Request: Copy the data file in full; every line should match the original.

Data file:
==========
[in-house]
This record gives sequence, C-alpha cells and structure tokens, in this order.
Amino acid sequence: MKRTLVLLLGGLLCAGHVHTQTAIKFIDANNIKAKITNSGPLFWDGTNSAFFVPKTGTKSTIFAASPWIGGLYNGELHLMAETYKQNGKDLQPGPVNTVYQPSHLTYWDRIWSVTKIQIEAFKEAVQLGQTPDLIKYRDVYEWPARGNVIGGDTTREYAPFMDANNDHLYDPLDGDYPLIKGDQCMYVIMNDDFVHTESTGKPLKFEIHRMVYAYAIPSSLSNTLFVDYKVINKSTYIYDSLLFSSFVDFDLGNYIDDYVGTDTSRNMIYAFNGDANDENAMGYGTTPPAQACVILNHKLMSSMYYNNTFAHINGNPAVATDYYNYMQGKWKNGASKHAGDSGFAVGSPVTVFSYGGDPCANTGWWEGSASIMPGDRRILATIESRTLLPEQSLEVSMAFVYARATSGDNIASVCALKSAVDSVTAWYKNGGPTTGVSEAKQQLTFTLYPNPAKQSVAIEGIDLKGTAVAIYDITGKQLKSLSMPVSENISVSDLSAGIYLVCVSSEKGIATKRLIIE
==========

[in-house]
This record gives sequence, C-alpha cells and structure tokens, in this order.
Amino acid sequence: MKRTLVLLLGGLLCAGHVHTQTAIKFIDANNIKAKITNSGPLFWDGTNSAFFVPKTGTKSTIFAASPWIGGLYNGELHLMAETYKQNGKDLQPGPVNTVYQPSHLTYWDRIWSVTKIQIEAFKEAVQLGQTPDLIKYRDVYEWPARGNVIGGDTTREYAPFMDANNDHLYDPLDGDYPLIKGDQCMYVIMNDDFVHTESTGKPLKFEIHRMVYAYAIPSSLSNTLFVDYKVINKSTYIYDSLLFSSFVDFDLGNYIDDYVGTDTSRNMIYAFNGDANDENAMGYGTTPPAQACVILNHKLMSSMYYNNTFAHINGNPAVATDYYNYMQGKWKNGASKHAGDSGFAVGSPVTVFSYGGDPCANTGWWEGSASIMPGDRRILATIESRTLLPEQSLEVSMAFVYARATSGDNIASVCALKSAVDSVTAWYKNGGPTTGVSEAKQQLTFTLYPNPAKQSVAIEGIDLKGTAVAIYDITGKQLKSLSMPVSENISVSDLSAGIYLVCVSSEKGIATKRLIIE